ESTIMATING PERSON-CENTERED TREATMENT (PeT) EFFECTS USING INSTRUMENTAL VARIABLES: AN APPLICATION TO EVALUATING PROSTATE CANCER TREATMENTS

Authors

  • Anirban Basu

    Corresponding author
    1. Departments of Health Services and Economics and Pharmaceutical Outcomes Research and Policy Program (PORPP), University of Washington, Seattle, WA, USA
    2. NBER, Cambridge, MA, USA
    • Correspondence to: Anirban Basu, Departments of Health Services and Economics and Pharmaceutical Outcomes Research and Policy Program (PORPP), University of Washington, 1959 NE Pacific St, Box 357660, Seattle, WA 98195-7660, USA. E-mail: basua@uw.edu

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SUMMARY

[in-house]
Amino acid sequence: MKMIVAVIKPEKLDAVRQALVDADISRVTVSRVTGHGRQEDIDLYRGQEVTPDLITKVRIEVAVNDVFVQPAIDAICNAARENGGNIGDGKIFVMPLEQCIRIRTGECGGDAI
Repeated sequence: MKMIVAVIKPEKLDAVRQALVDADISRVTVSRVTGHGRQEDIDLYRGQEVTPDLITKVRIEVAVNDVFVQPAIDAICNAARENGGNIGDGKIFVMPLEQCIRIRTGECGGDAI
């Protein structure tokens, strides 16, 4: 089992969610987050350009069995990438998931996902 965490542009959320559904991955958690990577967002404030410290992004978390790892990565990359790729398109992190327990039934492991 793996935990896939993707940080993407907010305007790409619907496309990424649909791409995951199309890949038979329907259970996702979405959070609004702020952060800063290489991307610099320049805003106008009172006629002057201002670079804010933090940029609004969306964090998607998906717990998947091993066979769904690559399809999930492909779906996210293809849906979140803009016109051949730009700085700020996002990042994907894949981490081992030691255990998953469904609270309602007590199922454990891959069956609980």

This paper builds on the methods of local instrumental variables developed by Heckman and Vytlacil (1999, 2001, 2005) to estimate person-centered treatment (PeT) effects that are conditioned on the person's observed characteristics and averaged over the potential conditional distribution of unobserved characteristics that lead them to their observed treatment choices. PeT effects are more individualized than conditional treatment effects from a randomized setting with the same observed characteristics. PeT effects can be easily aggregated to construct any of the mean treatment effect parameters and, more importantly, are well suited to comprehend individual-level treatment effect heterogeneity. The paper presents the theory behind PeT effects, and applies it to study the variation in individual-level comparative effects of prostate cancer treatments on overall survival and costs. Copyright © 2013 John Wiley & Sons, Ltd.

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